11) Differentiate the mechanisms of practical, emotional, and psychosocial support 

systems beneficial to the physical and psychological health of perinatal women.

12) Recognize how family roles, life experiences, and cultural contexts may influence the 

development and presentation of perinatal anxiety and depression in parents.

13) Identify strategies that are recommended to perinatal women trying to cope with and 

break the cycle of “scary thoughts”.

Chapter 1: A Mother’s Anxiety

1) Anxiety that interferes with normal functioning

is common in all new mothers and will quickly pass.

indicates lack of social support.

requires professional attention. 

is easily identified by healthcare providers.

2) The term “scary thoughts” refers to

persecution delusions.

negative affect.

upsetting thinking that can interfere with the wellbeing of a new mother.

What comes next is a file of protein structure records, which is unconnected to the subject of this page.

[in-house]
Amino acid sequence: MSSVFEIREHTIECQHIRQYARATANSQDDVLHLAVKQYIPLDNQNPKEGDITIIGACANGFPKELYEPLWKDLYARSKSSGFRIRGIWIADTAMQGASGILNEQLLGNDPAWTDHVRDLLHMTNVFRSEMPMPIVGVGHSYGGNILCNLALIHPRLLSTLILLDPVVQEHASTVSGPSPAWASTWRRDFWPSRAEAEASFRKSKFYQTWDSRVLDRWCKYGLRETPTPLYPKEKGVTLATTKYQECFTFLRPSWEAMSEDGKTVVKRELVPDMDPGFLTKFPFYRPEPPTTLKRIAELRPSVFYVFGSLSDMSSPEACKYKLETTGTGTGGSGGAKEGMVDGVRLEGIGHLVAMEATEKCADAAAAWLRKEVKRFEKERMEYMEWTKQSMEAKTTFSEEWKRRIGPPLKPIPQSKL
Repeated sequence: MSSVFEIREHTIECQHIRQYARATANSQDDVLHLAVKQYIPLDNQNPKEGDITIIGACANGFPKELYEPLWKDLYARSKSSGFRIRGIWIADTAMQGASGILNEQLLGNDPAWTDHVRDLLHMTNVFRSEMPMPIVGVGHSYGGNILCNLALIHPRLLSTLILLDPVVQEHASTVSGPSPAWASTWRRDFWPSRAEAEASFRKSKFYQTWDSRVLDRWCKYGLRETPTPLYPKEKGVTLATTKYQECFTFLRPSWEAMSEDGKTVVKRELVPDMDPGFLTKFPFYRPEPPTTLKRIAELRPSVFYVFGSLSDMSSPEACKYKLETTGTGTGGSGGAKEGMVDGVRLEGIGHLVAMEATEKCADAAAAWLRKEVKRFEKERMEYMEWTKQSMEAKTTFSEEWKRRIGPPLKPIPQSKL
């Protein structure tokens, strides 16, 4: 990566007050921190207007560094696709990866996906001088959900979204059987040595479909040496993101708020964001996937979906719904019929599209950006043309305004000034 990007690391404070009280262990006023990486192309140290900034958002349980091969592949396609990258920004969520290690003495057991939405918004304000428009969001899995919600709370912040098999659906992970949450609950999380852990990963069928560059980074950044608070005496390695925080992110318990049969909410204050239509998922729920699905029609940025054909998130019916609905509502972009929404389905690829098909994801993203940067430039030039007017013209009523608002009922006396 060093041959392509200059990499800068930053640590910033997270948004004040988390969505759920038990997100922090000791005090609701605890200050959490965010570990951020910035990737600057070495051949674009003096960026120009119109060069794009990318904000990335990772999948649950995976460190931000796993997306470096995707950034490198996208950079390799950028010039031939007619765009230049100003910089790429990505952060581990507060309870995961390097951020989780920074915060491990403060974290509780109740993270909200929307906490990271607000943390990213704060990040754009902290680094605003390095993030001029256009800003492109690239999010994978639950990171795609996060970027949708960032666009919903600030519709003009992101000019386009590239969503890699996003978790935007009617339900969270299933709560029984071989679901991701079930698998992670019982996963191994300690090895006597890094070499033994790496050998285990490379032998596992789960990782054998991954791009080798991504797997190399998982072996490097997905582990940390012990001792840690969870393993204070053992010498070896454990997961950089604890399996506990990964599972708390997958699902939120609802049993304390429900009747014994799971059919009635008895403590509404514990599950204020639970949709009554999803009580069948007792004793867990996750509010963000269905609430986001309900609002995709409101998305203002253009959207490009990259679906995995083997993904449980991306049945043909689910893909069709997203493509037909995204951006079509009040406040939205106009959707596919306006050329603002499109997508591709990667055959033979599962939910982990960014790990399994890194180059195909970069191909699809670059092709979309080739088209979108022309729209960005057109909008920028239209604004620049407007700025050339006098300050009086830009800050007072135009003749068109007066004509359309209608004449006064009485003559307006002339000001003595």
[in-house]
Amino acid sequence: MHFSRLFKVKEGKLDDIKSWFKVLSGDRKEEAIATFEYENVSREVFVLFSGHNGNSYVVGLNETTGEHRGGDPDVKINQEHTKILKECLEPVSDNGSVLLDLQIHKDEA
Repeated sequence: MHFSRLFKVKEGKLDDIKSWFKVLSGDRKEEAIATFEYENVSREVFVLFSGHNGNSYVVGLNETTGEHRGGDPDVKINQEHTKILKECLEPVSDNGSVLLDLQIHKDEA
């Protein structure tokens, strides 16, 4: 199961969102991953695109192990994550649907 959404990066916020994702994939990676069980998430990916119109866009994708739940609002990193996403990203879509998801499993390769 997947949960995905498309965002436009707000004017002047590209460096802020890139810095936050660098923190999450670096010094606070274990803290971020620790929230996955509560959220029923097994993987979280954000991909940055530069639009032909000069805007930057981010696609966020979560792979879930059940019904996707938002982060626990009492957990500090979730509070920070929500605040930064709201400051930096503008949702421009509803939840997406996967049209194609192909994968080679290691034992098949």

splitting thinking that can cause suicidal ideation in perinatal mothers.

3) The period of pregnancy and the first year following delivery is known as the

post-partum period.

perinatal period.

prenatal period.

antenatal period.

4) The process of repeatedly and excessively thinking about the causes, meaning, and 

consequences of distress is known as





5) Thoughts, preoccupations, images, or impulses that are intrusive, persistent, 

recurrent, and difficult to control are defined as

obsessive thoughts.


depressive thoughts.


6) The factor that determines whether a thought is troublesome or not is the

content of the thought.

frequency of the thought.

individual’s level of distress and meaning attached to the thought.